Australia’s top ASX-listed companies, government organisations and civil society organisations have joined forces to launch the country’s Bribery Prevention Network, aimed at supporting businesses to prevent, detect and address bribery and corruption.
Hosted by Global Compact Network Australia (GCNA) – the local network of the United Nations Global Compact – and curated by Australia’s leading anti-bribery experts, the Bribery Prevention Network offers a free online portal of accessible, relevant and reliable resources for Australian companies to help them manage bribery and corruption risks in domestic and international markets.
Knowing how to address bribery and corruption risks while succeeding in business can be challenging, particularly for small and medium-sized enterprises (SMEs). Specifically when entering international markets, Australian companies are faced with a myriad of bribery and corruption laws that can sit in contrast to local customs, expectations, and competitive pressure to bribe.
Executive Director of the GCNA, Kylie Porter said: “We know that corruption is a significant obstacle to economic and social development globally, and disproportionately affects poor communities”.
“Businesses must act responsibly and set a positive example in society. The Bribery Prevention Network assists businesses to detect, prevent and address bribery and corruption. In doing so, businesses can reduce the risk of facing high ethical and operational risks and associated costs, whilst protecting their own business, the interests of their stakeholders and society as a whole,” she said.
Members of the network include Australian Federal Police (AFP), Attorney-General’s Department, Transparency International Australia, BHP, Westpac, ANZ Bank, Commonwealth Bank, KPMG Australia, Allens and the Australia-Africa Minerals and Energy Group (AAMEG).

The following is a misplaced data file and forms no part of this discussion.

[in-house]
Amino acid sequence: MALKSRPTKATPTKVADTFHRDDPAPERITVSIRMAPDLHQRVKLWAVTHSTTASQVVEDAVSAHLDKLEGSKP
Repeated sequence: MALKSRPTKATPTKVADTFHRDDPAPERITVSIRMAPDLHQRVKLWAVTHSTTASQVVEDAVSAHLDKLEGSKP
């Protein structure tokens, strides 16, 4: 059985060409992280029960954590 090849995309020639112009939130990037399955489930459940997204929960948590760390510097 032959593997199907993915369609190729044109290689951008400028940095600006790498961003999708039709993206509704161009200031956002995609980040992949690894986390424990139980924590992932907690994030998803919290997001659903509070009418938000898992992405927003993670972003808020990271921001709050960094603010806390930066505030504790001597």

The AFP has 17 active investigations into foreign bribery with more than 130 pursued over the last decade.
AFP Superintendent, Crime Strategy, Greg Hinds said: “The Australian Government works on a number of fronts to fight bribery and corruption both in Australia and overseas; with both remaining significant threats to the global community, hindering the achievement of the UN Sustainable Development Goals (SDGS), undermining the rule of law and eroding trust between governments and citizens.”
“While there is a wealth of anti-bribery and corruption resources available globally, we understand it can be difficult to find and even harder to know what is relevant and reliable,” Mr Hinds said.
“The Bribery Prevention Network is committed to providing a central repository of trusted resources to mitigate bribery and corruption risks within businesses and their supply chains so that they operate successfully, legally and responsibly.”
Additionally, the Bribery Prevention Network offers big business the opportunity to help small business, building fair and competitive markets here and overseas for Australian providers.
Chief Compliance Officer at BHP, Tim Robinson, added that the Bribery Prevention Network offers important support to Australian businesses to achieve best practice.
“This hub will offer Australian businesses, including those within the resources industry and supply chain, the opportunity to equip themselves with the knowledge and tools they need to protect their growth and play their part in the fight against corruption,” Mr Robinson said.
To get involved with the Bribery Prevention Network visit www.briberyprevention.com